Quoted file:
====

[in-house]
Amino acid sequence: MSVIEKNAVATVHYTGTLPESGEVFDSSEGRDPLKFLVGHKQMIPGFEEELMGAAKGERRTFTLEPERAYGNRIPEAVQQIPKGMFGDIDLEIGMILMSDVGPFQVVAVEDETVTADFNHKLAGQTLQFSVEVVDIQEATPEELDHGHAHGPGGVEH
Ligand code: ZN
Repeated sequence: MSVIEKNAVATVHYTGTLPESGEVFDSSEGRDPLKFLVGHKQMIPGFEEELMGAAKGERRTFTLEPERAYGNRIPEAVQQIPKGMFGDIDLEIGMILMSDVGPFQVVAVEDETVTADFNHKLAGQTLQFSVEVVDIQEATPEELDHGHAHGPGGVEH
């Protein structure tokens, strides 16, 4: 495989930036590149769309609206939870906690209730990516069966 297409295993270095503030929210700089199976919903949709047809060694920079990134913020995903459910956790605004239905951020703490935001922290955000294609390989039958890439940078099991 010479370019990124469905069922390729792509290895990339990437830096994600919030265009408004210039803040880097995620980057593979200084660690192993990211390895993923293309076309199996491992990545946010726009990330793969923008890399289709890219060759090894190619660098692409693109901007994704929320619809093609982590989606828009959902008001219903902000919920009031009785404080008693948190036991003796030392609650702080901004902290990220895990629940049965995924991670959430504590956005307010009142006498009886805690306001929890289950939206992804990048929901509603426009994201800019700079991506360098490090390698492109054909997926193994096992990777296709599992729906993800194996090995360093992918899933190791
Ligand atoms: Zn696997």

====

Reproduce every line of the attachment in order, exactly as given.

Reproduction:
[in-house]
Amino acid sequence: MSVIEKNAVATVHYTGTLPESGEVFDSSEGRDPLKFLVGHKQMIPGFEEELMGAAKGERRTFTLEPERAYGNRIPEAVQQIPKGMFGDIDLEIGMILMSDVGPFQVVAVEDETVTADFNHKLAGQTLQFSVEVVDIQEATPEELDHGHAHGPGGVEH
Ligand code: ZN
Repeated sequence: MSVIEKNAVATVHYTGTLPESGEVFDSSEGRDPLKFLVGHKQMIPGFEEELMGAAKGERRTFTLEPERAYGNRIPEAVQQIPKGMFGDIDLEIGMILMSDVGPFQVVAVEDETVTADFNHKLAGQTLQFSVEVVDIQEATPEELDHGHAHGPGGVEH
């Protein structure tokens, strides 16, 4: 495989930036590149769309609206939870906690209730990516069966 297409295993270095503030929210700089199976919903949709047809060694920079990134913020995903459910956790605004239905951020703490935001922290955000294609390989039958890439940078099991 010479370019990124469905069922390729792509290895990339990437830096994600919030265009408004210039803040880097995620980057593979200084660690192993990211390895993923293309076309199996491992990545946010726009990330793969923008890399289709890219060759090894190619660098692409693109901007994704929320619809093609982590989606828009959902008001219903902000919920009031009785404080008693948190036991003796030392609650702080901004902290990220895990629940049965995924991670959430504590956005307010009142006498009886805690306001929890289950939206992804990048929901509603426009994201800019700079991506360098490090390698492109054909997926193994096992990777296709599992729906993800194996090995360093992918899933190791
Ligand atoms: Zn696997």